But how do they get a person’s W-2? The old-school method was to steal them from mail boxes. Modern crooks reject stealing paper mail as risky and inefficient. Stealing W-2s electronically requires more skills, but risk is lower and the take is higher. This year, there have been a number of exploits recorded in which an employee in the financial or human resources department gets an emergency email request from what appears to be the CEO or other higher up in the organization. The request is for the electronic copy of all the W-2s for a department or the entire company. The employee complies and sends the files. Then they discover that the CEO’s email account has been hacked, or on close examination, the email was actually sent by an outside impostor who now has hundreds of juicy W-2s. This outside impostor could be operating from anywhere— onshore, offshore, makes no difference.

What happens then? The impostor might be a tax fraudster, although chances are good that the impostor is an accomplished social engineer who does not dirty his hands with tax fraud. Instead, the impostor goes to a dark net criminal sales site and sells the W-2s for prices that vary based on the amount earned. More money can be extracted from high-earning W-2s, so they sell for more.

The tax fraudster purchases W-2s that suit his fancy on the dark net, then fabricates deductions to extract a large refund from the IRS and files the return electronically. The fraudster’s job is to put together a return that is plausible enough to trick the IRS into believing it is genuine. Although there is word that the IRS has taken steps to clamp down on refund fraud this year, the service is also under pressure to get refunds out speedily, which limits the intensity of the vetting before a check is cut. The growing fraud numbers suggest it is not too hard for a fraudster to fool the IRS.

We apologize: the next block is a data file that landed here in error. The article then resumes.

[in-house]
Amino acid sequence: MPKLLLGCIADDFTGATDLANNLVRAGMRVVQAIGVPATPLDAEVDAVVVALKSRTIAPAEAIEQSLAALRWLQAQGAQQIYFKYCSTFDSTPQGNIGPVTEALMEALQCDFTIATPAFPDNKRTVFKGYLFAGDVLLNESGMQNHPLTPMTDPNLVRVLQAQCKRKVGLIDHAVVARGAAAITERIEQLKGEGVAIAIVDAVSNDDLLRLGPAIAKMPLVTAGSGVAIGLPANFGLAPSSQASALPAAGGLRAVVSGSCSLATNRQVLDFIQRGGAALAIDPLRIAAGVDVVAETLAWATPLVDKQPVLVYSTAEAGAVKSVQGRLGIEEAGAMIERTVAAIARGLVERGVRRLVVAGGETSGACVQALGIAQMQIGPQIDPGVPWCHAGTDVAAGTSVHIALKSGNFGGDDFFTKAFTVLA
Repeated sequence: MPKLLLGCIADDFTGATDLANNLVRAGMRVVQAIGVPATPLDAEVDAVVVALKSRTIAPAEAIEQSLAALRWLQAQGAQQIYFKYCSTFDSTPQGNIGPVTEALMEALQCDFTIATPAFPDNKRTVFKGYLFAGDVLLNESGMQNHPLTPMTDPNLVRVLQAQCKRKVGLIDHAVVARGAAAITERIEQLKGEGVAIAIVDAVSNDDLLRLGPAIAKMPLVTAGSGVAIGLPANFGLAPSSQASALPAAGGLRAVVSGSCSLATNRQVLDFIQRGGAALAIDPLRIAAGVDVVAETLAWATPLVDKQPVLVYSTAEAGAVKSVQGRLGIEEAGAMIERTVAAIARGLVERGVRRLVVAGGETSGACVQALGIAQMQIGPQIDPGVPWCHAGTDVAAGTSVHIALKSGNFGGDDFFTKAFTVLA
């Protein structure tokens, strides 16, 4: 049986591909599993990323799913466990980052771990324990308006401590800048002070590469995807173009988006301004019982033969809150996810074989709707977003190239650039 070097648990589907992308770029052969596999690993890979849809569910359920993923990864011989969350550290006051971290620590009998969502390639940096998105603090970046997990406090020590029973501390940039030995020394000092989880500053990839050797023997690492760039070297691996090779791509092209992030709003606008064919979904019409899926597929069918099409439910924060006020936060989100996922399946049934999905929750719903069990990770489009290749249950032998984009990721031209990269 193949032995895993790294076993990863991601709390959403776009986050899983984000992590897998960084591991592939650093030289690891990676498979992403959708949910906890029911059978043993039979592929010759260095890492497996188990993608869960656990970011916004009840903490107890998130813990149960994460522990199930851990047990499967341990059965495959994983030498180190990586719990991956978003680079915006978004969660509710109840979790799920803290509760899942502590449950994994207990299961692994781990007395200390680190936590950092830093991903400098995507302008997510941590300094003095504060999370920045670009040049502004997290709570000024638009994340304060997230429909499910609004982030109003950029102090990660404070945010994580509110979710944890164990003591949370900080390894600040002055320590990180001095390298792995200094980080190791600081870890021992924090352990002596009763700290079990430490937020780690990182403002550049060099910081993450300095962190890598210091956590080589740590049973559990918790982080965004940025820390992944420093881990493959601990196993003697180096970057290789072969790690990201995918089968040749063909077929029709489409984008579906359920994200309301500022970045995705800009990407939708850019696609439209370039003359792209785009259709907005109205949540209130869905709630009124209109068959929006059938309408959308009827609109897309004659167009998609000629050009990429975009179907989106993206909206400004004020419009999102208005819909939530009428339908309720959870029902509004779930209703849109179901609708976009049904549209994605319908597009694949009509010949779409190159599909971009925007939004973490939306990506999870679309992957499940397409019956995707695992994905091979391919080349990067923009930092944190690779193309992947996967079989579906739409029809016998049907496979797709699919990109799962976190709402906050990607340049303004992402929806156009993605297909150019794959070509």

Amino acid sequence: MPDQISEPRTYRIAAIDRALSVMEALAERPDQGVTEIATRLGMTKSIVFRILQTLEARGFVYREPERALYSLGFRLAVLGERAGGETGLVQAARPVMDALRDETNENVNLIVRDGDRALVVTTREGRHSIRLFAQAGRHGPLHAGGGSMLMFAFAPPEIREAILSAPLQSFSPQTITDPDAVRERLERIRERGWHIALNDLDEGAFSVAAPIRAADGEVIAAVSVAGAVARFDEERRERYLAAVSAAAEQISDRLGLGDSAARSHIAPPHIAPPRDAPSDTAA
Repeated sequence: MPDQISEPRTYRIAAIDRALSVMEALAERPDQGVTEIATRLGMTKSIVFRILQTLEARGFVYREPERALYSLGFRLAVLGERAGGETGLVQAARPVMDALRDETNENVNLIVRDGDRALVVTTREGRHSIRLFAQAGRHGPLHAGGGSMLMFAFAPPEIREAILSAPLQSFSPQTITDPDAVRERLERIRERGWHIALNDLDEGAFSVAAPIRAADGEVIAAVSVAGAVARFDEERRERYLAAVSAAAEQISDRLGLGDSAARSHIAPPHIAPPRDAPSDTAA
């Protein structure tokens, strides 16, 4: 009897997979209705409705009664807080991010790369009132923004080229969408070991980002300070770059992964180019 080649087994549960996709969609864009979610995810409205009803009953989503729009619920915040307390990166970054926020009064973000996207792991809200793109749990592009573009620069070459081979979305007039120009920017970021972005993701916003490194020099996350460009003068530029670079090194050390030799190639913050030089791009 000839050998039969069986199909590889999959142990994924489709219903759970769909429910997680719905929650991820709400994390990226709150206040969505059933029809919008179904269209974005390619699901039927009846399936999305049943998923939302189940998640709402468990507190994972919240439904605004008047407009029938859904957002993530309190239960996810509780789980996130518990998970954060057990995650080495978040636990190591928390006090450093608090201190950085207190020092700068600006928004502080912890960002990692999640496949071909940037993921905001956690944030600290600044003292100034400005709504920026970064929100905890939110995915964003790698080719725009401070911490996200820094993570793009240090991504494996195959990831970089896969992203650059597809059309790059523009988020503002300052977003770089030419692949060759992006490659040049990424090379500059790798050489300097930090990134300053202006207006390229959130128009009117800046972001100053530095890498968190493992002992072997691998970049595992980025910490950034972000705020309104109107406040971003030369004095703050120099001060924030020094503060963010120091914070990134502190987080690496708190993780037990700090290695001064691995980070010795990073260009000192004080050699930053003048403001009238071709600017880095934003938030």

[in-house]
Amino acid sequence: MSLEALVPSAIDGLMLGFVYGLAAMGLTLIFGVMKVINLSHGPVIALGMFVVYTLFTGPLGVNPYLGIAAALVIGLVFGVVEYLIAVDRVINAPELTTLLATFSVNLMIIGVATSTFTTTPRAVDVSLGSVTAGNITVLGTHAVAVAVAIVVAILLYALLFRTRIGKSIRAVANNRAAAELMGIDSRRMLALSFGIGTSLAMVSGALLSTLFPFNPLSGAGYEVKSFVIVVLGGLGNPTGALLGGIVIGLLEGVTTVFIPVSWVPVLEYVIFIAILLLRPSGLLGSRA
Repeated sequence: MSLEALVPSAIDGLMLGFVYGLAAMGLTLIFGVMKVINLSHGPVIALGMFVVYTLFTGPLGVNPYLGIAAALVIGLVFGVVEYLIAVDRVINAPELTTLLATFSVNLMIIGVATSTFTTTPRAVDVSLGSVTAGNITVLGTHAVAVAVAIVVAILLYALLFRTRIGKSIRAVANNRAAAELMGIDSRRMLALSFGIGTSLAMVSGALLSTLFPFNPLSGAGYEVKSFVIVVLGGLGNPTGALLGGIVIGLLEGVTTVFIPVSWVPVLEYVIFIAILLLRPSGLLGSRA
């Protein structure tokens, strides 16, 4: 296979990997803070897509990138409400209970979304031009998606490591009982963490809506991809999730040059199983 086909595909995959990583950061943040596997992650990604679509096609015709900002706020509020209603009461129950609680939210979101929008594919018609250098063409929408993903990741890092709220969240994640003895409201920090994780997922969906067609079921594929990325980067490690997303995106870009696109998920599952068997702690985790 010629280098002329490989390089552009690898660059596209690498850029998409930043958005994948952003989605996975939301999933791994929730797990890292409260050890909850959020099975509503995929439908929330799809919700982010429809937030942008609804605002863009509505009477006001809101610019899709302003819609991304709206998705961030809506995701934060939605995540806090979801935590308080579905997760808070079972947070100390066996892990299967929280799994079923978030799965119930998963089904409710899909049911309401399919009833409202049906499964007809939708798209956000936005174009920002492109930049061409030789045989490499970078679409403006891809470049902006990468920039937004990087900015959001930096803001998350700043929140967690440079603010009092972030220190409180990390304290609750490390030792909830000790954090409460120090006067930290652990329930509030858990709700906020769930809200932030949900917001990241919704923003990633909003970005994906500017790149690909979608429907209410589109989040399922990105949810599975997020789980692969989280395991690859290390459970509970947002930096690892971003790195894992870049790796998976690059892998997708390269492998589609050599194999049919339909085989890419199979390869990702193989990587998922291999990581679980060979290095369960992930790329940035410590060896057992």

Good luck! And get those returns in early.

Personal Cybersecurity Published

Last week, Apress released my latest book, Personal Cybersecurity.

Personal Cybersecurity is available directly from Apress and on Amazon.

A lot of people helped me with this book, many of whom I mentioned in the Acknowledgements, but there is a large group whom I did not mention. These are the people who attended the talks I gave at the Ferndale Public Library last winter. They have helped get me a real sense of what non-IT professionals need to know and how computing must be explained in order for someone without a professional background to understand the issues. They all get a big thanks from me.

With the help of my audiences, I hope I succeeded in writing a book that has enough technical depth that folks can understand the issues and make intelligent decisions rather than follow a set of rules by rote.

For those who are interested, I am giving the same series of talks at the Lynden Public Library. The remaining two talks are at 1:00p on Saturday January 28, 2017, and Saturday February 4.

Relabel the Email Send Button “Make Public”

Email is not private. Ever.

We’ve heard a lot about email security during this election year and I am afraid people may have gotten some wrong impressions from the discussion. Most of the debate has been over the use of secure email servers. People may get the impression that using a secure email server makes the information on email private. Securing an email server makes it difficult to snoop into email stored on the server, but that is only a fragment of the picture.

Using email for critical private information is unwise under any circumstances. I fear this point is lost in the discussion. An email server is only one vulnerability in the chain of vulnerabilities from sender to receiver. You can never be certain, even reasonably sure, they are all safe.